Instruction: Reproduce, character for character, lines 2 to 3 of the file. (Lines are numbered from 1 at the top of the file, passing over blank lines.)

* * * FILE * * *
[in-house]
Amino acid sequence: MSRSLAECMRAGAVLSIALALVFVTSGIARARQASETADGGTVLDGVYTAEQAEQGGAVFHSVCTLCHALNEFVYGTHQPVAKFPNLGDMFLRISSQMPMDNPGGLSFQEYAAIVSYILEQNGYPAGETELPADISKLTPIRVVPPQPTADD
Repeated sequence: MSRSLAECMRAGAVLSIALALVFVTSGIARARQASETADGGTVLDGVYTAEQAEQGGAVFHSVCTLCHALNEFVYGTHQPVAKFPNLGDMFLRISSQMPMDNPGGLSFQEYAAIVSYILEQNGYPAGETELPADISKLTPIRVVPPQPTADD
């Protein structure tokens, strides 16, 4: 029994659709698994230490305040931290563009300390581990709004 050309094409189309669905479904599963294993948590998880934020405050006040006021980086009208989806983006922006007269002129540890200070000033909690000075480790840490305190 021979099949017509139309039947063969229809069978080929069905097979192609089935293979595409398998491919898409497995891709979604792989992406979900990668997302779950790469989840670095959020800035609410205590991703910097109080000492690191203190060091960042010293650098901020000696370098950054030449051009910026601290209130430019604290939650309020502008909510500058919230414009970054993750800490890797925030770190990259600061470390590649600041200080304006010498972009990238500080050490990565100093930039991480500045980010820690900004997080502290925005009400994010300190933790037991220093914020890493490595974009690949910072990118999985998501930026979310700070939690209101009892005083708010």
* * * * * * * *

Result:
Amino acid sequence: MSRSLAECMRAGAVLSIALALVFVTSGIARARQASETADGGTVLDGVYTAEQAEQGGAVFHSVCTLCHALNEFVYGTHQPVAKFPNLGDMFLRISSQMPMDNPGGLSFQEYAAIVSYILEQNGYPAGETELPADISKLTPIRVVPPQPTADD
Repeated sequence: MSRSLAECMRAGAVLSIALALVFVTSGIARARQASETADGGTVLDGVYTAEQAEQGGAVFHSVCTLCHALNEFVYGTHQPVAKFPNLGDMFLRISSQMPMDNPGGLSFQEYAAIVSYILEQNGYPAGETELPADISKLTPIRVVPPQPTADD